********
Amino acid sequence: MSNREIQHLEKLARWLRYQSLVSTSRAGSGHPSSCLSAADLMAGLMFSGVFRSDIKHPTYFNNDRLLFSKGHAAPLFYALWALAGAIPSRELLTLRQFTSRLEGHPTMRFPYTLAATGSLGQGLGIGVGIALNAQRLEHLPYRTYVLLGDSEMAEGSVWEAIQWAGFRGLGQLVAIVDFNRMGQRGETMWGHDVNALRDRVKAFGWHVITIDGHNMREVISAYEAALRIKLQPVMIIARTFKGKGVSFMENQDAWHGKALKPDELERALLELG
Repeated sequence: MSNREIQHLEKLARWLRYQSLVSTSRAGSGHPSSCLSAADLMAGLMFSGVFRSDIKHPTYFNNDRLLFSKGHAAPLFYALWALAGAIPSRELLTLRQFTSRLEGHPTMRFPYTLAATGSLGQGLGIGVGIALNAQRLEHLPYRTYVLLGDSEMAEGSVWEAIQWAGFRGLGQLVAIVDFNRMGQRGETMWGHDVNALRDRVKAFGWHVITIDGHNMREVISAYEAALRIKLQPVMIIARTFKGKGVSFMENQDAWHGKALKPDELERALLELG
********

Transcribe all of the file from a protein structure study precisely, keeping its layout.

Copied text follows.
Amino acid sequence: MSNREIQHLEKLARWLRYQSLVSTSRAGSGHPSSCLSAADLMAGLMFSGVFRSDIKHPTYFNNDRLLFSKGHAAPLFYALWALAGAIPSRELLTLRQFTSRLEGHPTMRFPYTLAATGSLGQGLGIGVGIALNAQRLEHLPYRTYVLLGDSEMAEGSVWEAIQWAGFRGLGQLVAIVDFNRMGQRGETMWGHDVNALRDRVKAFGWHVITIDGHNMREVISAYEAALRIKLQPVMIIARTFKGKGVSFMENQDAWHGKALKPDELERALLELG
Repeated sequence: MSNREIQHLEKLARWLRYQSLVSTSRAGSGHPSSCLSAADLMAGLMFSGVFRSDIKHPTYFNNDRLLFSKGHAAPLFYALWALAGAIPSRELLTLRQFTSRLEGHPTMRFPYTLAATGSLGQGLGIGVGIALNAQRLEHLPYRTYVLLGDSEMAEGSVWEAIQWAGFRGLGQLVAIVDFNRMGQRGETMWGHDVNALRDRVKAFGWHVITIDGHNMREVISAYEAALRIKLQPVMIIARTFKGKGVSFMENQDAWHGKALKPDELERALLELG